What makes a beer "filling"?

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Teufelhunde

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I have just started to brew my own extract recipes instead of pre-packed kits, and one thing I have noticed is that some of the beers I have done are "filling" when I drink them, but others seem to have a consistency of water. I brew 90% Pale ales and IPAs.

Is it the type of malts and steeping grains used? If so, which ones are best for a "filling" beer (I should have paid more attention, and will be doing so in the future)

TIA for any and all input

Lon
 

Kickass

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Perceived as filling: high FG and strong dominant flavors.

Actually filling: drinking multiple to the point of expanding your stomach or drinking on a full/fuller/fullish stomach.
 

hotbeer

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So if you'd tell us which beer, beer style, or recipes taste less filling compared to the ones that taste more filling, maybe we'd have more to zero in on what that is for you.

I'm not sure I've ever drank a less filling beer. But maybe that's because I don't drink unleaded beers. (lite beer). Though I have started brewing some lower ABV beers. Maybe I'll find them less filling.
 

renstyle

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I've always taken "less filling" to be more or less equivalent to "thin, lacking body" that you get with an American Pale Lager recipe. Not necessarily a bad thing if that is what you were shooting for in the first place.

I notice the difference the most when making a session IPA. The lack of alcohol and the general lower FG due to the light mash bill needs to be balanced with the hops being used.

Side-by-side, a full-on IPA just has a "thicker" mouthfeel compared to the session. Sub 4.5ABV beers have fewer calories in them when made this way as a matter of course, which feeds right into the "less filling" moniker.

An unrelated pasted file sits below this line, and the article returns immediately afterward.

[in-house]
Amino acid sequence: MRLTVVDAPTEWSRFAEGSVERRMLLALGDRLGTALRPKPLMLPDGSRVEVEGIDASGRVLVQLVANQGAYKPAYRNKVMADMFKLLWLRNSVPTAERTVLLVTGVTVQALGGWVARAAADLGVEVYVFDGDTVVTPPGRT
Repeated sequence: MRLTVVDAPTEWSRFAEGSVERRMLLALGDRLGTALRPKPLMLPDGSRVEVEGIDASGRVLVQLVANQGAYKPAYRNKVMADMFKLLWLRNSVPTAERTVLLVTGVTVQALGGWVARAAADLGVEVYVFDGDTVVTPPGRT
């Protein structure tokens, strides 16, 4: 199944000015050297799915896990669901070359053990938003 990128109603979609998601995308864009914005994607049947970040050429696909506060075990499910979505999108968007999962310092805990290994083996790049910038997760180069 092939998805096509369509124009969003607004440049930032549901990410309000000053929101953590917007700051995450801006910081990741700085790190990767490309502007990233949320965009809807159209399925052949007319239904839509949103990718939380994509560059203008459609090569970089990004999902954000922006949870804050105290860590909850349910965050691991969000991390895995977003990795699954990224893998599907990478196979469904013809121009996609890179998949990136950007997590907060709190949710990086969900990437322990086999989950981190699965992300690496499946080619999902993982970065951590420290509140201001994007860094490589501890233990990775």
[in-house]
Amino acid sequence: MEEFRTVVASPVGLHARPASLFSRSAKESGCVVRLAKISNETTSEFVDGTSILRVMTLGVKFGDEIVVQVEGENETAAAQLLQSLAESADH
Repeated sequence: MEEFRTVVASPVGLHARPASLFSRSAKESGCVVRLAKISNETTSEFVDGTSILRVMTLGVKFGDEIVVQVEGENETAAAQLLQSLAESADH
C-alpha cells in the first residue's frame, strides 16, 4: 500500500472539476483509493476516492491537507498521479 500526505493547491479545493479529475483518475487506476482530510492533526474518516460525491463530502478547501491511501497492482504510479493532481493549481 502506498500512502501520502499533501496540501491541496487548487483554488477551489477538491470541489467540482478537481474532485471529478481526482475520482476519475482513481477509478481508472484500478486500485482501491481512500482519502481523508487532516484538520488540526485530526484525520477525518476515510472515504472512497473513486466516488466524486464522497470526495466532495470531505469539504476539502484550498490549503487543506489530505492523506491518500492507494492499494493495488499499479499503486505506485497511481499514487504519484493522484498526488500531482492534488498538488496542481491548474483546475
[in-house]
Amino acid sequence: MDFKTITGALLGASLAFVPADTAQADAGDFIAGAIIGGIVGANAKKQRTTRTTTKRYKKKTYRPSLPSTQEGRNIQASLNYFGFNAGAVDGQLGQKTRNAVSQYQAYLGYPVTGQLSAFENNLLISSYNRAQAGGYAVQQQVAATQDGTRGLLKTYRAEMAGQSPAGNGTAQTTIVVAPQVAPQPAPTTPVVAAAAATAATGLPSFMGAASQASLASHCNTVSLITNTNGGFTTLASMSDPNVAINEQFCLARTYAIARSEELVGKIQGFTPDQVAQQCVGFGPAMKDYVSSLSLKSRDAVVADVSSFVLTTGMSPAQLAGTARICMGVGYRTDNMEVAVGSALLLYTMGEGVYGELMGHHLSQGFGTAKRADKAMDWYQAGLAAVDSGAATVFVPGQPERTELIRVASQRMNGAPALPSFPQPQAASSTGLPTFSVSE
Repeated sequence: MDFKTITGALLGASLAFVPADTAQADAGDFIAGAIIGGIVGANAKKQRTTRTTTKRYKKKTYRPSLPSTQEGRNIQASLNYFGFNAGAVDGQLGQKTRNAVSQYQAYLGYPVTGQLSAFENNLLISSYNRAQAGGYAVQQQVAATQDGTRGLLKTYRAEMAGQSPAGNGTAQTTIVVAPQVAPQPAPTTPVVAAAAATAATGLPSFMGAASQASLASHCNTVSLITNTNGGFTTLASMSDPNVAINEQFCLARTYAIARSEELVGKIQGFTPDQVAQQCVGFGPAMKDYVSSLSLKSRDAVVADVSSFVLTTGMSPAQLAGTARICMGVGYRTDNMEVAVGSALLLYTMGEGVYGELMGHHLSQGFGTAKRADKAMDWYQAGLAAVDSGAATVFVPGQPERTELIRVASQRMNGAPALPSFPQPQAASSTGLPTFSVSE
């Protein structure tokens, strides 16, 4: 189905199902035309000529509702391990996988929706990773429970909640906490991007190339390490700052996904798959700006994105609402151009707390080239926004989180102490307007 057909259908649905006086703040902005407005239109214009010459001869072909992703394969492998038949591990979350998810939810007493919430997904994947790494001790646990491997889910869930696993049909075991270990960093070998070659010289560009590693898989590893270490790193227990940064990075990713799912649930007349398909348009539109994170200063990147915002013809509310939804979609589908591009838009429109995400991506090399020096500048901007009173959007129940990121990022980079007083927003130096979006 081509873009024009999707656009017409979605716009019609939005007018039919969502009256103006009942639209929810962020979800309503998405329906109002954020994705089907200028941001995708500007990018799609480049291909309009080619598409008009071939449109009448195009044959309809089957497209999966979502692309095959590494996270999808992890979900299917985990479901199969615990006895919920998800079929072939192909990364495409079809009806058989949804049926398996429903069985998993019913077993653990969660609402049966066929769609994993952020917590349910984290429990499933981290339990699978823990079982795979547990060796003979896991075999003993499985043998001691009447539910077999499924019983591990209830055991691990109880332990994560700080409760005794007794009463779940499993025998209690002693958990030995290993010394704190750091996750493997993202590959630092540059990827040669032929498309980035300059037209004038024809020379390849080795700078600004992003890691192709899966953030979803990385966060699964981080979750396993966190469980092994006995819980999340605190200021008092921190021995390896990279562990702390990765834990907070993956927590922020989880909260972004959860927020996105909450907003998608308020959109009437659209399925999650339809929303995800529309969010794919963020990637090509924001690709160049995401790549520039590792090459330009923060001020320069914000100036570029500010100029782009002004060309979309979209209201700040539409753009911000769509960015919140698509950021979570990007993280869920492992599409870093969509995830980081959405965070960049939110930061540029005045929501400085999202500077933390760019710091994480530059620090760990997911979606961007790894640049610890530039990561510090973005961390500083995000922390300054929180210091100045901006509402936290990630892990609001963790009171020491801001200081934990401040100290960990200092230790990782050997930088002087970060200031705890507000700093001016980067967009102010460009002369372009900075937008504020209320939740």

Jag75

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I can drink pale ales, Mexican lagers, ipas all day . Stouts not so much because they definitely fill you up more . Thicker heavier body beer will do that .
 
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Teufelhunde

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I've always taken "less filling" to be more or less equivalent to "thin, lacking body" that you get with an American Pale Lager recipe. Not necessarily a bad thing if that is what you were shooting for in the first place.

I notice the difference the most when making a session IPA. The lack of alcohol and the general lower FG due to the light mash bill needs to be balanced with the hops being used.

Side-by-side, a full-on IPA just has a "thicker" mouthfeel compared to the session. Sub 4.5ABV beers have fewer calories in them when made this way as a matter of course, which feeds right into the "less filling" moniker.
I think you have hit the nail on the head. I think the thicker, maybe more syrupy mouthfeel is what I am looking for, not the thin, lacking body which seems like drinking Coors light. My choice of words was wrong, methinks....

What is it that gives the thicker mouthfeel, is it the malts and grains used, the ABV, or the FG being a bit higher (more unfermented sugars left in the beer)?
 

renstyle

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srsly tho, it is all of those things...

If you have a higher ABV, it will make the brew seem "sweeter" due to that fact alone. This higher level of sweetness is counteracted in the recipe by the choice of malts and hops differently than in a recipe that is in the session range.

The malts used will create different levels of dextrins. The mash temp will also affect this (higher mash temp = more body, thicker), which generally leads to a higher FG as well.

This is why American Pale Lagers are recommended to mash at 64C/148F, to make the resulting wort more fermentable, making it dryer (lower FG). The result is a brew that is both watery (if you're not a fan) and refreshing (for the fans).

I mash English milds, browns, porters and the like in the 68C/154F range, which will leave more unfermentable sugars in the wort. These sugars will add to the increased body and "thickness" along with other things mentioned.
 

TkmLinus

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I think you have hit the nail on the head. I think the thicker, maybe more syrupy mouthfeel is what I am looking for, not the thin, lacking body which seems like drinking Coors light. My choice of words was wrong, methinks....

What is it that gives the thicker mouthfeel, is it the malts and grains used, the ABV, or the FG being a bit higher (more unfermented sugars left in the beer)?
Maybe this is anecdotal, but I feel that beers I brew with flaked oats/wheat tend to have that thicker mouthfeel than beer brewed without.
 
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